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Running the Perception Race

BY Jennifer G. Hickey

In a memo to senior Pentagon officials Secretary of Defense Donald Rumsfeld recently used the term "slog" to describe the situation in Iraq. Not a quagmire, but a slog. Citing the "preferred choice" of the Oxford English Dictionary, Rumsfeld defined slog as to "hit or strike hard" or to "assail violently." Known for his precision in word selection, Rumsfeld confidently had his aide read the definition from the Oxford. Attempting to argue with the use of the word, a reporter joined the linguistic skirmish by offering a different interpretation citing another dictionary. Nonplussed, Rumsfeld countered, "There are a lot of different definitions. I read the one I liked."

12/22/2003
Governor sees good times ahead for Oregon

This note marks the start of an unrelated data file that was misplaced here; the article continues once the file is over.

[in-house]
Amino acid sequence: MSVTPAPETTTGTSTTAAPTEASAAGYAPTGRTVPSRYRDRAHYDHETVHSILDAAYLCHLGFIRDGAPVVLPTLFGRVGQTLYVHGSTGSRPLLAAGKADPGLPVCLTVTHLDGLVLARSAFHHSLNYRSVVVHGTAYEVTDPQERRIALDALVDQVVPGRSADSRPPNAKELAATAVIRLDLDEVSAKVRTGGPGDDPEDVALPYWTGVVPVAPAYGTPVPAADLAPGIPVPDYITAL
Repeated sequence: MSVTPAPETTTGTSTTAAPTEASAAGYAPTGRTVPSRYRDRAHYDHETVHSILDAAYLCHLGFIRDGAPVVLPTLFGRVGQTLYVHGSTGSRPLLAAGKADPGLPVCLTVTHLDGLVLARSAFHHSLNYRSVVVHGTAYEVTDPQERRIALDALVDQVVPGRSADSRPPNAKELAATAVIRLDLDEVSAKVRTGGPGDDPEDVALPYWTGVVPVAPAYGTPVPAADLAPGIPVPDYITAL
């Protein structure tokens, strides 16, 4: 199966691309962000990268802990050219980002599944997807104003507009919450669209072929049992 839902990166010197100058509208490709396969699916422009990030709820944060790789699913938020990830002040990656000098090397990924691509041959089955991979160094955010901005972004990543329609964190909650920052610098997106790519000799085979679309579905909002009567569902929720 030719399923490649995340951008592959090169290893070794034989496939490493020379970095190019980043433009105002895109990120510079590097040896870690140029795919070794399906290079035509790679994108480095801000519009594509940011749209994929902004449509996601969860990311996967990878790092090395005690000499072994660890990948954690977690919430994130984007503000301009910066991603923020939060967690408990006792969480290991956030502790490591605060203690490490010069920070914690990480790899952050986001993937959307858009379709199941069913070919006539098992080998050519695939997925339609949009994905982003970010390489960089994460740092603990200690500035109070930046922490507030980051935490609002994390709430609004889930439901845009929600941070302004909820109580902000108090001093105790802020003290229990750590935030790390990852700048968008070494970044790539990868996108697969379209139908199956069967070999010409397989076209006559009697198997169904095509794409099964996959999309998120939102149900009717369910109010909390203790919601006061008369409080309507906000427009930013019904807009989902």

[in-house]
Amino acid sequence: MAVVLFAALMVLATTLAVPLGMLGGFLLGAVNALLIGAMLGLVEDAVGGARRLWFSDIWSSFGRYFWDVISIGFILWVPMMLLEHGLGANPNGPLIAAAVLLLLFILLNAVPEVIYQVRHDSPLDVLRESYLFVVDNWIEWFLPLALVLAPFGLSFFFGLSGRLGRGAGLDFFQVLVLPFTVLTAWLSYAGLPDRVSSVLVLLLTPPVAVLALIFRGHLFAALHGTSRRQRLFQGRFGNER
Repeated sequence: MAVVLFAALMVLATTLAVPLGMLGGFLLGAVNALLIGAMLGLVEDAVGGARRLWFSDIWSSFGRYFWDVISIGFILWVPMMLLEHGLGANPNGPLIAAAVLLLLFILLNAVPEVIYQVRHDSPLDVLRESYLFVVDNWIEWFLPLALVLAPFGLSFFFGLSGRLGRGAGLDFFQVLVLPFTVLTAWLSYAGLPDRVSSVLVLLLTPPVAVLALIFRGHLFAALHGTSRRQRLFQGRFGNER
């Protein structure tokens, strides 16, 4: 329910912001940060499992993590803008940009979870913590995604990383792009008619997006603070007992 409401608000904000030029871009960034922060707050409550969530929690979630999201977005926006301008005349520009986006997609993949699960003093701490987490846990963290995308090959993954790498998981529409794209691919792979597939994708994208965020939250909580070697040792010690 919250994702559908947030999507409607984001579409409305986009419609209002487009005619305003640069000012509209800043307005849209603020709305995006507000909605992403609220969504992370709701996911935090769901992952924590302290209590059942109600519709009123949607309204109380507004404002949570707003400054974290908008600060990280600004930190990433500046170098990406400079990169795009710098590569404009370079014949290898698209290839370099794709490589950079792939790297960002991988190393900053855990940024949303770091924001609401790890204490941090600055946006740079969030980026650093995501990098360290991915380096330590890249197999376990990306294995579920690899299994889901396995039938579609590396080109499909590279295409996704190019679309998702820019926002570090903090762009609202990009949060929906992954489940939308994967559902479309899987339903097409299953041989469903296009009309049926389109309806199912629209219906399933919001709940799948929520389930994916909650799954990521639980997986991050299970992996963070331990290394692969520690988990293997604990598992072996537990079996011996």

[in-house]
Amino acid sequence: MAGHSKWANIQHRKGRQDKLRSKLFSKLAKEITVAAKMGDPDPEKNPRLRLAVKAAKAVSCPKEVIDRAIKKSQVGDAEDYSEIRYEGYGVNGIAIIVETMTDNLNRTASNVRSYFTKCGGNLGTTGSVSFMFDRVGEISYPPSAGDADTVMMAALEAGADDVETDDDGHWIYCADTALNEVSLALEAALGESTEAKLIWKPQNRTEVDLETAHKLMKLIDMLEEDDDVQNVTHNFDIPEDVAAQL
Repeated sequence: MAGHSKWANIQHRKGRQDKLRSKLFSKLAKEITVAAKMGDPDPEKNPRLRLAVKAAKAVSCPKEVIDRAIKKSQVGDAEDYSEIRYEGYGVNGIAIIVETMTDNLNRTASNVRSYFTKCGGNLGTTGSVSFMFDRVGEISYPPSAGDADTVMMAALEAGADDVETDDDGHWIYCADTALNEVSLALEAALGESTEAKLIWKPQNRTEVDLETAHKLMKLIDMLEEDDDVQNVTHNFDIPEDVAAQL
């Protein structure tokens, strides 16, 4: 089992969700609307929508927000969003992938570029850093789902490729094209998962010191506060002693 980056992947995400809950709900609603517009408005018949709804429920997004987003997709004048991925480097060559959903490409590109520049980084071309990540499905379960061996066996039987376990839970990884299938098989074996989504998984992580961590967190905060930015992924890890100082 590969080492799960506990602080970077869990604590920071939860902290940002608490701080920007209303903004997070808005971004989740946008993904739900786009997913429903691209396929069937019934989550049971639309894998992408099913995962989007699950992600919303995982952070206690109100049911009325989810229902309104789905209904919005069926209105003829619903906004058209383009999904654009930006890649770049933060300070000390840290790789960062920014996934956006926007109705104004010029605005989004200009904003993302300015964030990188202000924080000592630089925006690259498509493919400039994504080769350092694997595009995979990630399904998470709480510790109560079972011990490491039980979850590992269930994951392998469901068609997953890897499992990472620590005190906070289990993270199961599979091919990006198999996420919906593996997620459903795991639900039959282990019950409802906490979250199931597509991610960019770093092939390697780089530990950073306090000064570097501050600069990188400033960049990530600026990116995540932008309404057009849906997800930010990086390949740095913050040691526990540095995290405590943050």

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Governor sees good times ahead for Oregon

BY BRAD CAIN

In his first year in office, Democratic Gov. Ted Kulongoski antagonized his labor allies with a strong push to reduce pension benefits of public employees and freeze state workers' salaries. At the same time, he worked with legislators — including Republicans — to crank out a budget deal and pass bills aimed at boosting the state's economy. With those actions, Kulongoski believes he has helped restore some of the public's trust in government that was lost during eight years of political warfare between lawmakers and former Gov. John Kitzhaber.

12/22/2003
Watch where you paste those labels
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Watch where you paste those labels

BY Sherry Sylvester